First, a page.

Tulsa County made a mistake when it agreed to continue federal immigration contracts without first allowing public comment.
Since 2007, Tulsa County Commissioners have voted in public meetings before the sheriff entered into contracts with the U.S. Immigration and Customs Enforcement. The contracts allow deputies to identify and hold undocumented immigrants being booked in the jail.
The 287(g) program empowers local officers to enforce federal law and has been controversial since enacted as a section of the Illegal Immigration Reform and Immigrant Responsibility Act of 1996.
Local opposition has ramped up in recent years, and supporters have lately added their voices to the mix.
Each side wants elected officials to hear their concerns, answer questions and engage in the debate about what is best for Tulsa County, which is good, the sign of a healthy republic.
That’s why we are disappointed county officials agreed to a 12-month extension of the contracts behind closed doors before the debate could begin.
Sheriff Vic Regalado said ICE officials are not renegotiating contracts for next year and asked for the continuance under the current terms. Assistant District Attorney Doug Wilson advised that the sheriff can extend contracts without commissioner approval.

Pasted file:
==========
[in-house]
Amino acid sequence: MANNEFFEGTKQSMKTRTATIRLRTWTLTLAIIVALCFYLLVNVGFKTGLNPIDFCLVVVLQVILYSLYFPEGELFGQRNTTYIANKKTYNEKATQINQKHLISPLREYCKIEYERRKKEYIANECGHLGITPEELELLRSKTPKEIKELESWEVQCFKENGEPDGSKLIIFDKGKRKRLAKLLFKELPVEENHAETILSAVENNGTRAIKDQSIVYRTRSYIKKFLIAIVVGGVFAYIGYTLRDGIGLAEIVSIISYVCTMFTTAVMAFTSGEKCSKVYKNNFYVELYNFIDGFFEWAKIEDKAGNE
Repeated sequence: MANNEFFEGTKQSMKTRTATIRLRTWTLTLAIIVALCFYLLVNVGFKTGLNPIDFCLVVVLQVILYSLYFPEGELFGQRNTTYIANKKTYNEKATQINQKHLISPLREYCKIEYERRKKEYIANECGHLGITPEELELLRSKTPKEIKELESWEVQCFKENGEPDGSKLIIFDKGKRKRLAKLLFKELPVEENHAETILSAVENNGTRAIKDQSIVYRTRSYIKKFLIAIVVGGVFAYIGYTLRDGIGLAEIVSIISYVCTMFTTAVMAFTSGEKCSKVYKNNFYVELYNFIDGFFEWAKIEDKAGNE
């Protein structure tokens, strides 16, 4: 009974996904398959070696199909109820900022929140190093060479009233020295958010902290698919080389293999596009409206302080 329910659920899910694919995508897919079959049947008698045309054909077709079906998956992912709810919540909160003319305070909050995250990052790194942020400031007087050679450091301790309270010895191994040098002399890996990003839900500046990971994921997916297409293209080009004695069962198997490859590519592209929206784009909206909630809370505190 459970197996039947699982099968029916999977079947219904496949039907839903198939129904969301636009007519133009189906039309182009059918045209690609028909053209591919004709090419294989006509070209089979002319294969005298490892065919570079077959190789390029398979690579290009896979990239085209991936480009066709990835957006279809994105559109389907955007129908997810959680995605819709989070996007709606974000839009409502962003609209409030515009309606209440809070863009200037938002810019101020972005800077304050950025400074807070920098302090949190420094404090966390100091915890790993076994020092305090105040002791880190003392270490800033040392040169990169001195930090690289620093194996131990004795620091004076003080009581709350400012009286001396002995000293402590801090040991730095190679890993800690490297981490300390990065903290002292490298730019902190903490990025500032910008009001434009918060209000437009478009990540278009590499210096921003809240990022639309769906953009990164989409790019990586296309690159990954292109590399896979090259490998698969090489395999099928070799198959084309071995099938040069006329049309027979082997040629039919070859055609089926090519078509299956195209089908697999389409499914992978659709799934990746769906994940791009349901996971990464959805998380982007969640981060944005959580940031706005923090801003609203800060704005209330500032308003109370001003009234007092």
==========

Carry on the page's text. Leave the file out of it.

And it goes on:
Regalado says he contacted commissioners about his plan to move forward and received no pushback, so he signed the paperwork.
Opponents have been rightly upset at feeling duped about the process. It was a change from past actions and lacks transparency.
The contracts were not to expire until June 30, giving time for opponents and supporters to have their say in a public forum.
The actions of county officials were legal, but they weren’t the right way to do the people’s business.
A new contract is expected to be negotiated for 2020-2021.
We hope the county has learned its lesson and will give the public a chance to speak out on the issue in a timely fashion next time.